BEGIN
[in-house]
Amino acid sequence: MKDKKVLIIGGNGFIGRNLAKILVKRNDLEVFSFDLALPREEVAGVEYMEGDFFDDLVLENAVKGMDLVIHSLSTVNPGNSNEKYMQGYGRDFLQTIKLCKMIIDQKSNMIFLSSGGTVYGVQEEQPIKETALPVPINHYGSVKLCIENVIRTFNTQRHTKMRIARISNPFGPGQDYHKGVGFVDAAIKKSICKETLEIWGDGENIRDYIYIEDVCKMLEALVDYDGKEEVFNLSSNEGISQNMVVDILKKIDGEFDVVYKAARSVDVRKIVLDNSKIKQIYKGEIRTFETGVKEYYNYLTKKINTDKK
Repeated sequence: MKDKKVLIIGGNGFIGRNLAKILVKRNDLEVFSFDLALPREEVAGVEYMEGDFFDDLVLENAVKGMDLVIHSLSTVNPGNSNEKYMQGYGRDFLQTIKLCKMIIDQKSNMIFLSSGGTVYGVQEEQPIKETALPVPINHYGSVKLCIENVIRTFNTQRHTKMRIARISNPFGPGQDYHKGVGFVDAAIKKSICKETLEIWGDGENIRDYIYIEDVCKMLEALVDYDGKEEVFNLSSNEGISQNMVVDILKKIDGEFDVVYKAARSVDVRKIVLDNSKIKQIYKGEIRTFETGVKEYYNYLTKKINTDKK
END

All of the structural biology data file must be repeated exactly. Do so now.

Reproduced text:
[in-house]
Amino acid sequence: MKDKKVLIIGGNGFIGRNLAKILVKRNDLEVFSFDLALPREEVAGVEYMEGDFFDDLVLENAVKGMDLVIHSLSTVNPGNSNEKYMQGYGRDFLQTIKLCKMIIDQKSNMIFLSSGGTVYGVQEEQPIKETALPVPINHYGSVKLCIENVIRTFNTQRHTKMRIARISNPFGPGQDYHKGVGFVDAAIKKSICKETLEIWGDGENIRDYIYIEDVCKMLEALVDYDGKEEVFNLSSNEGISQNMVVDILKKIDGEFDVVYKAARSVDVRKIVLDNSKIKQIYKGEIRTFETGVKEYYNYLTKKINTDKK
Repeated sequence: MKDKKVLIIGGNGFIGRNLAKILVKRNDLEVFSFDLALPREEVAGVEYMEGDFFDDLVLENAVKGMDLVIHSLSTVNPGNSNEKYMQGYGRDFLQTIKLCKMIIDQKSNMIFLSSGGTVYGVQEEQPIKETALPVPINHYGSVKLCIENVIRTFNTQRHTKMRIARISNPFGPGQDYHKGVGFVDAAIKKSICKETLEIWGDGENIRDYIYIEDVCKMLEALVDYDGKEEVFNLSSNEGISQNMVVDILKKIDGEFDVVYKAARSVDVRKIVLDNSKIKQIYKGEIRTFETGVKEYYNYLTKKINTDKK